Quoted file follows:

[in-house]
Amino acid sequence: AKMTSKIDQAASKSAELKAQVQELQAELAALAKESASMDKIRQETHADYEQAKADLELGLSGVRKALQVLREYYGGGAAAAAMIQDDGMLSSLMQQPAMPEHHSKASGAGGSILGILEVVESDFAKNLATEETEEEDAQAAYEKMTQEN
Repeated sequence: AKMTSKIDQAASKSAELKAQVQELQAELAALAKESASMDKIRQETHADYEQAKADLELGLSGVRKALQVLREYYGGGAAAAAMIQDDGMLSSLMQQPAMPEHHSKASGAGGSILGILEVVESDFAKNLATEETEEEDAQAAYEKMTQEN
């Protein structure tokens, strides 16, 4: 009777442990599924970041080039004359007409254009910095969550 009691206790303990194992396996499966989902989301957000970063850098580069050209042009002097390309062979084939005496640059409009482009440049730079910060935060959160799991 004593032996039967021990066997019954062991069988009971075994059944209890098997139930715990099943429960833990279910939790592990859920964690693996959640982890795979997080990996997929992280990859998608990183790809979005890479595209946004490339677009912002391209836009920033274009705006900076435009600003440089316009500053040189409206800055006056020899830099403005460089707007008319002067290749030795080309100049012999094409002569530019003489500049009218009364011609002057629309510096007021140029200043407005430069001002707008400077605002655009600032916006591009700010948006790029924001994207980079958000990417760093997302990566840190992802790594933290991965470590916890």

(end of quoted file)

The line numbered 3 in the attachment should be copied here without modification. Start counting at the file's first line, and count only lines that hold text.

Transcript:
Repeated sequence: AKMTSKIDQAASKSAELKAQVQELQAELAALAKESASMDKIRQETHADYEQAKADLELGLSGVRKALQVLREYYGGGAAAAAMIQDDGMLSSLMQQPAMPEHHSKASGAGGSILGILEVVESDFAKNLATEETEEEDAQAAYEKMTQEN